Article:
BN wants Guan Eng to come clean on state’s revenue streams

Barisan Nasional (BN) is bringing pressure to bear on Lim Guan Eng.

Earlier today, the coalition’s strategic communications team repeated a call it made last Friday for the Chief Minister of Penang to come clean on his administration’s revenue streams.

This, said the team, was to justify the state’s fiscal surpluses despite the  steep rise in operational costs – by as much as 500 percent – since the DAP took over in 2008.

“Is it from Federal Government funding, from taxing Penang people five times more via increases in assessment rates, fines or increasing water rates four times? Or is it from increasing sales of state land and assets?

“If the additional revenue is indeed from sale of state land and assets, why can’t the Penang Government sell one more piece of land valued at RM1 billion or above to avoid borrowing from EXIM bank of China and incurring interest costs?” the team asked.

The call comes amid concerns that the DAP-led government was cash-strapped and forced to borrow money from China’s EXIM bank for development projects.

According to UMNO’s Dato’ Seri Zainal Abidin Osman, all state development projects within the state should be financed using revenue from the sale of land and not by borrowing from foreign banks.

In a statement issued last Sunday, Zainal cited news reports claiming the state government had reaped profits amounting to RM12.5 billion from the sale of land alone.

This, he said, was unprecedented.


“In its entire administration of Penang, Barisan Nasional (BN) had never resorted to borrowings from overseas, more so when Lim has the revenue from land sales. Since the Chief Minister had also reported having surplus budget as well as reserves of about RM1.2 billion, why the sudden need to borrow?” he asked.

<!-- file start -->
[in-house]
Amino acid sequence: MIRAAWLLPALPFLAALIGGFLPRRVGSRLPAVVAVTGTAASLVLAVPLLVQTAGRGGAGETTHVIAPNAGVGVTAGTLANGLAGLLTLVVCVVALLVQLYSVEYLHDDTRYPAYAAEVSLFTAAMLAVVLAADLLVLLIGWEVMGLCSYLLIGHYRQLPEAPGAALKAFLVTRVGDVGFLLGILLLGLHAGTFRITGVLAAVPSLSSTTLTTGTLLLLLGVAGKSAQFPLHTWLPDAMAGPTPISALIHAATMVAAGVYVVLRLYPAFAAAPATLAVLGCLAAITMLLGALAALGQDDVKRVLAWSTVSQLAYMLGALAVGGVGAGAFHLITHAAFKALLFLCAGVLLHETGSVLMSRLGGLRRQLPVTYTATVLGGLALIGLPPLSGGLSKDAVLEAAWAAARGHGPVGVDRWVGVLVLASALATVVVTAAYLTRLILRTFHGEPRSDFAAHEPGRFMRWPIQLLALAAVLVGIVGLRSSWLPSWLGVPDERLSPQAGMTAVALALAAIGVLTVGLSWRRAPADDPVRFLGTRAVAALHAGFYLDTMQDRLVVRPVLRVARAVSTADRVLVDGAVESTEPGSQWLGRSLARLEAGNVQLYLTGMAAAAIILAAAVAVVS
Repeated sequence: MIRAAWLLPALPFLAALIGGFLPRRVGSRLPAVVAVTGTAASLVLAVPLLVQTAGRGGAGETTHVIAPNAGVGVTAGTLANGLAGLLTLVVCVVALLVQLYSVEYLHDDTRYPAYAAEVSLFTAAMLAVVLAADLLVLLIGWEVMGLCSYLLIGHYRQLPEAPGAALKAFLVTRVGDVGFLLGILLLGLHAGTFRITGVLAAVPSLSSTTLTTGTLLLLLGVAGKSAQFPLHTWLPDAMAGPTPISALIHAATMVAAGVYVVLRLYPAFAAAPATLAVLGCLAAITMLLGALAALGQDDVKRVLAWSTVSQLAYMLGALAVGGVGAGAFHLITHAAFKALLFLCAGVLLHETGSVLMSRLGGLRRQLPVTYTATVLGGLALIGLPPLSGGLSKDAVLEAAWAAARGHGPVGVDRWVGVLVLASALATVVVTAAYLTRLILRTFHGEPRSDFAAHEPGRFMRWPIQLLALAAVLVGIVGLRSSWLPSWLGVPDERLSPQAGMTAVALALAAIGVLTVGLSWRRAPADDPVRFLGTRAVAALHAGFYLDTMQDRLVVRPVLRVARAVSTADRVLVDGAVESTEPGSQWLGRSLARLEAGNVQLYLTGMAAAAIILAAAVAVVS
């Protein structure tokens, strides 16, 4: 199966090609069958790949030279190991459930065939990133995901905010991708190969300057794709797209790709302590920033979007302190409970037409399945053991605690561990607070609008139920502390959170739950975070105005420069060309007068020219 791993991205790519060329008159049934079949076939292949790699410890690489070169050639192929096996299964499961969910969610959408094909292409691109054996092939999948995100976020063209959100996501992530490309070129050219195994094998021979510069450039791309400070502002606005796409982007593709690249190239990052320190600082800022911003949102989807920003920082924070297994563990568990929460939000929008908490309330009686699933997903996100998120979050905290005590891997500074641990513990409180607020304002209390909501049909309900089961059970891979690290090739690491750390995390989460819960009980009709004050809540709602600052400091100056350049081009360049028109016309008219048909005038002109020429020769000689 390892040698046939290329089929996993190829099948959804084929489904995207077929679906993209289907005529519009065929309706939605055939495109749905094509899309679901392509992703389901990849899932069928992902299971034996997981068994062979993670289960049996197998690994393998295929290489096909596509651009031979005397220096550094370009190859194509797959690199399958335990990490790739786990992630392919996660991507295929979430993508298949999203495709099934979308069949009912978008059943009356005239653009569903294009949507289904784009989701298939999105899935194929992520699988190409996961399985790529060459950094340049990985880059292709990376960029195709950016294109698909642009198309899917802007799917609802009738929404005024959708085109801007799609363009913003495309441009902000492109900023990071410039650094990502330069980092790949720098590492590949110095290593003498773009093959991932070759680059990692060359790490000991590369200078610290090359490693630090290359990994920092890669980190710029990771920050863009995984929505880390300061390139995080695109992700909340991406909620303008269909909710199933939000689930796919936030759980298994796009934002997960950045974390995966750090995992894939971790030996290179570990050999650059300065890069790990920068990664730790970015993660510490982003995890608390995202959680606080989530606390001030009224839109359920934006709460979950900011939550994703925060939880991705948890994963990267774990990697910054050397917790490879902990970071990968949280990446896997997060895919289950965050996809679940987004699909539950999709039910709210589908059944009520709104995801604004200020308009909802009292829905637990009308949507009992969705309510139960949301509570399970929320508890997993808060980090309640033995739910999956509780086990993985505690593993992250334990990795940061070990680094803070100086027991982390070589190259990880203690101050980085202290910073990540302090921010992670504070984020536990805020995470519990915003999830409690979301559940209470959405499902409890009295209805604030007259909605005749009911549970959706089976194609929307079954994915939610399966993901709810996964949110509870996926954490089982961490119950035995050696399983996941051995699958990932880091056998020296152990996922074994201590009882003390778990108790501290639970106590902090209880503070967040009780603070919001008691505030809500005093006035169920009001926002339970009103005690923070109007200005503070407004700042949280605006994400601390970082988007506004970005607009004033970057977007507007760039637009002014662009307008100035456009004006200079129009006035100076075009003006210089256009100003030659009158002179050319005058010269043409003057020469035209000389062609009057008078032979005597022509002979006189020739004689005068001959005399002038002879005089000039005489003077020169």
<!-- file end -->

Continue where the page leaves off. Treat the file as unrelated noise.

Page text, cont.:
Zainal joined the ranks of other BN leaders who watered down Guan Eng’s insistence that the fiscal surpluses recorded were the result of prudence in management by the state government.

One such leader is Dato’ Liang Teck Meng.

Last January, the Gerakan secretary-general accused Guan Eng of performing accounting acrobatics to stylize figures in ways that registered hefty budget surpluses but concealed the actual impact the sale of land had on the state’s economic health.

This, said Liang, was how the Chief Minister misled people into thinking that the state’s administration was doing a good job at streaming revenue into its coffers.

“I provided various figures to prove that it (the surplus) was (dubious) and asked him to teach me his ‘special maths’,” he said.

Guan Eng has been vehement in denying such claims, insisting that the state’s fiscal performance was not tied to the sale of state land as the proceeds of such sales were channeled to the state’s Public and Affordable housing fund.



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